Globally, ecological and food security concerns are driving momentum in the research and development of alternative food sources. Historically, we have relied on conventional animal agriculture, but this is now being challenged by an increasing number of startups and SMEs focused on plant-based and cell-cultivated meat, dairy and egg alternatives.
Celebrities, technology executives, food companies and investors are publicly and financially backing alternative protein-source startups, as vegetarianism, veganism and a general desire to consume less meat escalates. Increasingly, food manufacturers are recognising the rewards of cutting even a small slice out of the global $700 billion processed meats industry.
When it comes to alternative source demand, there are four main drivers. The first is the environment with the significant impact that animal agriculture has on climate change requiring urgent attention. Animal agriculture is responsible for 14.5 per cent of global greenhouse emissions, according to the United Nations’ Food and Agriculture Organization, with 65 per cent of those emissions generated by dairy cattle. That amounts to more emissions than from all forms of transportation combined.
A 2019 study, published in the online journal Scientific Reports, found that if the US population replaced one quarter of meat consumption with substitutes such as plant proteins, it would save 82 million metric tons of annual greenhouse gas emissions.
Another recent landmark report from the UN’s Intergovernmental Panel on Climate Change noted that a shift towards a plant-based diet is critical if we are to adapt to and mitigate climate change. The global body says that simply cutting automotive and industrial carbon emissions will not be sufficient to avert an impending global crisis.
Global health concerns
Second, there are growing human health concerns associated with overconsumption of meat and processed foods and links to increasing incidences of heart disease and diabetes. Another, less well-known health warning linked to meat consumption is antibiotic resistance. Around 80 per cent of the total volume of antibiotics sold in the US is for use in animal agriculture.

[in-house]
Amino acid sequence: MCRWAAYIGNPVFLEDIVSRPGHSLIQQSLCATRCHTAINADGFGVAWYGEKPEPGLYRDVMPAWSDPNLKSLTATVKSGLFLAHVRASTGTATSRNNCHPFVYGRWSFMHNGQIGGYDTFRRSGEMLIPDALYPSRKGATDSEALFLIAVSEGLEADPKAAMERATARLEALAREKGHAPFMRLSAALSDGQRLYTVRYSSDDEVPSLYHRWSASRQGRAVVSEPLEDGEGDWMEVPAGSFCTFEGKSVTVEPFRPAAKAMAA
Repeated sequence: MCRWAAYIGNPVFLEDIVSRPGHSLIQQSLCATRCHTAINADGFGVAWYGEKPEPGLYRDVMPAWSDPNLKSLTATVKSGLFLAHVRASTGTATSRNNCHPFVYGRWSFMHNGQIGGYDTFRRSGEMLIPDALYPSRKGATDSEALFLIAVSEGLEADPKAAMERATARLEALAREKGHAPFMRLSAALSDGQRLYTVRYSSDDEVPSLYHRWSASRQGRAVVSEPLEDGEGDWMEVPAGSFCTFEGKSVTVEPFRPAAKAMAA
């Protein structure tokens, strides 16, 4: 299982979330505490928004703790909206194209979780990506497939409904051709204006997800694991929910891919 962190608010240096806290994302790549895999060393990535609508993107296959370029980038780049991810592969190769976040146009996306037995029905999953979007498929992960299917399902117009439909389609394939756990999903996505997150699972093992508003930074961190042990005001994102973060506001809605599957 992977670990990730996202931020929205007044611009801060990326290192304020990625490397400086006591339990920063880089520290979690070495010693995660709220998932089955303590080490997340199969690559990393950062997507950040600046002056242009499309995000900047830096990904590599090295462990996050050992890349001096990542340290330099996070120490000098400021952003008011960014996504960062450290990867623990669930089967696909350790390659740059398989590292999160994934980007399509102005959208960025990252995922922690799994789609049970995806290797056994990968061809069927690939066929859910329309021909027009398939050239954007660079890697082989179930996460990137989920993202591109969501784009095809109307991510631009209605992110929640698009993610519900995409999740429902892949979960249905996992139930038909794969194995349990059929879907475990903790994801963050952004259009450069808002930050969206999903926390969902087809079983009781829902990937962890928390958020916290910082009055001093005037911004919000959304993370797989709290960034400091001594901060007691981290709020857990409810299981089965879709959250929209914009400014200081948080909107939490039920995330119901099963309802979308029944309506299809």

Antibiotics are administered to animals in their feed to improve growth rates and prevent infection, a worldwide practice that has increased dramatically in the last 15 years. There is now growing evidence that antibiotic resistance – which the World Health Organization describes as a ‘serious threat to global health that requires action across all government sectors and society’ – is promoted by the widespread use of nontherapeutic antibiotics in animals.
Food for all
Food security is the third pressing issue. By 2050, global food systems will need to be able to sustainably and nutritiously feed more than nine billion people, while providing economic opportunities in both rural and urban communities. Global estimates, however, suggest that our food systems are falling far short of these goals.
There are currently 800 million people worldwide suffering from chronic malnourishment and in the next 10 years there will be another billion mouths to feed. If we can’t feed the world now, how will we feed the future?
Growing concern for treatment of animals
The final driver is growing concern for animal welfare in farming. Mainstream media reports detailing the unsanitary and inhumane conditions in which animals are often kept is painting a negative picture of the factory-farming sector.
It’s worth noting other influencing factors like agricultural expansion, which is responsible for 80 per cent of global deforestation. Freshwater ecosystems are also among the most stressed on the planet, with the vast majority of fresh water we use consumed by agriculture and food processing.
Put simply, it is becoming increasingly difficult for people to ignore how the food on their plate is farmed. While plant-based alternatives have been around for decades, the market for these products has exploded in the last two years, presenting a wealth of new opportunities.